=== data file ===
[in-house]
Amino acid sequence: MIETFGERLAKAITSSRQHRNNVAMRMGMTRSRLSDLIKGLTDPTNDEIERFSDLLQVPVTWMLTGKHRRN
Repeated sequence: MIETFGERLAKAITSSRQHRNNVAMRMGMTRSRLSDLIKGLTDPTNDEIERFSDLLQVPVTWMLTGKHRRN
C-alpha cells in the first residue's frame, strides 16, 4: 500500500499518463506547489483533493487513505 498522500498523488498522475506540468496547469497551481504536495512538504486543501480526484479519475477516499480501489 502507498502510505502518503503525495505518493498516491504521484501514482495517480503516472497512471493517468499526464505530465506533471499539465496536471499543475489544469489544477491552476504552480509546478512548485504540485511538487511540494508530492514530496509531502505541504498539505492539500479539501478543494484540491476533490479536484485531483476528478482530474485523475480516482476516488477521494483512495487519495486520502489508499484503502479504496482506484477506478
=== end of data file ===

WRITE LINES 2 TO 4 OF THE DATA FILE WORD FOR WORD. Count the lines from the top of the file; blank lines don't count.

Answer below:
Amino acid sequence: MIETFGERLAKAITSSRQHRNNVAMRMGMTRSRLSDLIKGLTDPTNDEIERFSDLLQVPVTWMLTGKHRRN
Repeated sequence: MIETFGERLAKAITSSRQHRNNVAMRMGMTRSRLSDLIKGLTDPTNDEIERFSDLLQVPVTWMLTGKHRRN
C-alpha cells in the first residue's frame, strides 16, 4: 500500500499518463506547489483533493487513505 498522500498523488498522475506540468496547469497551481504536495512538504486543501480526484479519475477516499480501489 502507498502510505502518503503525495505518493498516491504521484501514482495517480503516472497512471493517468499526464505530465506533471499539465496536471499543475489544469489544477491552476504552480509546478512548485504540485511538487511540494508530492514530496509531502505541504498539505492539500479539501478543494484540491476533490479536484485531483476528478482530474485523475480516482476516488477521494483512495487519495486520502489508499484503502479504496482506484477506478